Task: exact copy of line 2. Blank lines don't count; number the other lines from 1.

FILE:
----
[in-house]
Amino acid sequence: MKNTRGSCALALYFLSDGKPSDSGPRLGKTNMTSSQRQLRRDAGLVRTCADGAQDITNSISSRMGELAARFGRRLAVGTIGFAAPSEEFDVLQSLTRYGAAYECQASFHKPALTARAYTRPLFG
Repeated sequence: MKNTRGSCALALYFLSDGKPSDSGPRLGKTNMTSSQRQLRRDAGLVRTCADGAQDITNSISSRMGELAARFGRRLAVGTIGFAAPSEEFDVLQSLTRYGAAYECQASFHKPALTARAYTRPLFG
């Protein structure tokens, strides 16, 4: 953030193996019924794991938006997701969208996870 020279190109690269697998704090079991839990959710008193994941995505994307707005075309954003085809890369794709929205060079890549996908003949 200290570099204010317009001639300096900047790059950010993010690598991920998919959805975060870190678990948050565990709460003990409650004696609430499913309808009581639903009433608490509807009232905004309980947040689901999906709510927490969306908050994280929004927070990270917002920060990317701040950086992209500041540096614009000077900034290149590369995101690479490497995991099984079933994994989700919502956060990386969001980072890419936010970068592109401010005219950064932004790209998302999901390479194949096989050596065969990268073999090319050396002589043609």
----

Amino acid sequence: MKNTRGSCALALYFLSDGKPSDSGPRLGKTNMTSSQRQLRRDAGLVRTCADGAQDITNSISSRMGELAARFGRRLAVGTIGFAAPSEEFDVLQSLTRYGAAYECQASFHKPALTARAYTRPLFG